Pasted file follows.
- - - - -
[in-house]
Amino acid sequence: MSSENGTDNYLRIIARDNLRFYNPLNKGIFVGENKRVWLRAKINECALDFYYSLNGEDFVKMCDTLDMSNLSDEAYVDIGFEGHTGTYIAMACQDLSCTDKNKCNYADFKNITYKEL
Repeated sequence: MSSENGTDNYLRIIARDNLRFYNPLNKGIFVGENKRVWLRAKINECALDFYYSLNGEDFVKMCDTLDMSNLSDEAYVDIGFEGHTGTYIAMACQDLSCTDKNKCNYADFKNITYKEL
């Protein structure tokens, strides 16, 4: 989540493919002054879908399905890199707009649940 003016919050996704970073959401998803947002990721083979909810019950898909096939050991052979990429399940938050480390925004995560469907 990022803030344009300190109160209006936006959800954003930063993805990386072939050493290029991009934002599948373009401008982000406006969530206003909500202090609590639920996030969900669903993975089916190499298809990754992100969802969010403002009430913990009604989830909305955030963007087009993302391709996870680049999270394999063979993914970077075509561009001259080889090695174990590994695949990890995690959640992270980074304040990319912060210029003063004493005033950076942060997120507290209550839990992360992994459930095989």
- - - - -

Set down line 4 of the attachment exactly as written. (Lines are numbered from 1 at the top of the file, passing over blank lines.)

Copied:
């Protein structure tokens, strides 16, 4: 989540493919002054879908399905890199707009649940 003016919050996704970073959401998803947002990721083979909810019950898909096939050991052979990429399940938050480390925004995560469907 990022803030344009300190109160209006936006959800954003930063993805990386072939050493290029991009934002599948373009401008982000406006969530206003909500202090609590639920996030969900669903993975089916190499298809990754992100969802969010403002009430913990009604989830909305955030963007087009993302391709996870680049999270394999063979993914970077075509561009001259080889090695174990590994695949990890995690959640992270980074304040990319912060210029003063004493005033950076942060997120507290209550839990992360992994459930095989």